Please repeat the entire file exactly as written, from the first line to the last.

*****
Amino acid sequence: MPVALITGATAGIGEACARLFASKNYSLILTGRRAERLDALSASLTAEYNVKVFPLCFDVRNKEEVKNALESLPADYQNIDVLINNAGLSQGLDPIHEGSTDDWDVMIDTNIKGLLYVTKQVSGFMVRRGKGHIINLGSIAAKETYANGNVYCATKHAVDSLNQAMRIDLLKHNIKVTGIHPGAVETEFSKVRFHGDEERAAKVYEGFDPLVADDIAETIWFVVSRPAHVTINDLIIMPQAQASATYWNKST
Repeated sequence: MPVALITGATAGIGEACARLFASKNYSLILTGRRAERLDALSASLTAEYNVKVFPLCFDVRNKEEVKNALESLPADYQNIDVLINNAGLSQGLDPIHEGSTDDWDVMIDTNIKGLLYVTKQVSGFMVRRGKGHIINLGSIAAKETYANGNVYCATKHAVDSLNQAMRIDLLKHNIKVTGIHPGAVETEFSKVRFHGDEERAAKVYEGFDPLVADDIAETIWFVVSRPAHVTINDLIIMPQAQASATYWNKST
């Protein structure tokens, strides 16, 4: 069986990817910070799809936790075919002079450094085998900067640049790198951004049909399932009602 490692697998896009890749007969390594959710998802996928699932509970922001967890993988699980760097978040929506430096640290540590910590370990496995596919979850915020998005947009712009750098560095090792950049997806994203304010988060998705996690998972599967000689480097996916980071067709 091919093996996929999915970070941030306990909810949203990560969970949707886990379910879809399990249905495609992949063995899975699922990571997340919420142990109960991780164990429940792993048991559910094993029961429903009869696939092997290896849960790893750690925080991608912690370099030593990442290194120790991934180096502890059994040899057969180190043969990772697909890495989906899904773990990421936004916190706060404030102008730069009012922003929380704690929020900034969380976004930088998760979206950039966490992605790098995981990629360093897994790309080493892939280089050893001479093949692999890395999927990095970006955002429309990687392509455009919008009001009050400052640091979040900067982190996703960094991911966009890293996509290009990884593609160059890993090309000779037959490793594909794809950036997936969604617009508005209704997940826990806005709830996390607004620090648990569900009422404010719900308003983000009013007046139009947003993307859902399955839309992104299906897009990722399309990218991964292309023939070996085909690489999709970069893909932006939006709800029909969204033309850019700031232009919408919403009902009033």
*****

Amino acid sequence: MPVALITGATAGIGEACARLFASKNYSLILTGRRAERLDALSASLTAEYNVKVFPLCFDVRNKEEVKNALESLPADYQNIDVLINNAGLSQGLDPIHEGSTDDWDVMIDTNIKGLLYVTKQVSGFMVRRGKGHIINLGSIAAKETYANGNVYCATKHAVDSLNQAMRIDLLKHNIKVTGIHPGAVETEFSKVRFHGDEERAAKVYEGFDPLVADDIAETIWFVVSRPAHVTINDLIIMPQAQASATYWNKST
Repeated sequence: MPVALITGATAGIGEACARLFASKNYSLILTGRRAERLDALSASLTAEYNVKVFPLCFDVRNKEEVKNALESLPADYQNIDVLINNAGLSQGLDPIHEGSTDDWDVMIDTNIKGLLYVTKQVSGFMVRRGKGHIINLGSIAAKETYANGNVYCATKHAVDSLNQAMRIDLLKHNIKVTGIHPGAVETEFSKVRFHGDEERAAKVYEGFDPLVADDIAETIWFVVSRPAHVTINDLIIMPQAQASATYWNKST
């Protein structure tokens, strides 16, 4: 069986990817910070799809936790075919002079450094085998900067640049790198951004049909399932009602 490692697998896009890749007969390594959710998802996928699932509970922001967890993988699980760097978040929506430096640290540590910590370990496995596919979850915020998005947009712009750098560095090792950049997806994203304010988060998705996690998972599967000689480097996916980071067709 091919093996996929999915970070941030306990909810949203990560969970949707886990379910879809399990249905495609992949063995899975699922990571997340919420142990109960991780164990429940792993048991559910094993029961429903009869696939092997290896849960790893750690925080991608912690370099030593990442290194120790991934180096502890059994040899057969180190043969990772697909890495989906899904773990990421936004916190706060404030102008730069009012922003929380704690929020900034969380976004930088998760979206950039966490992605790098995981990629360093897994790309080493892939280089050893001479093949692999890395999927990095970006955002429309990687392509455009919008009001009050400052640091979040900067982190996703960094991911966009890293996509290009990884593609160059890993090309000779037959490793594909794809950036997936969604617009508005209704997940826990806005709830996390607004620090648990569900009422404010719900308003983000009013007046139009947003993307859902399955839309992104299906897009990722399309990218991964292309023939070996085909690489999709970069893909932006939006709800029909969204033309850019700031232009919408919403009902009033």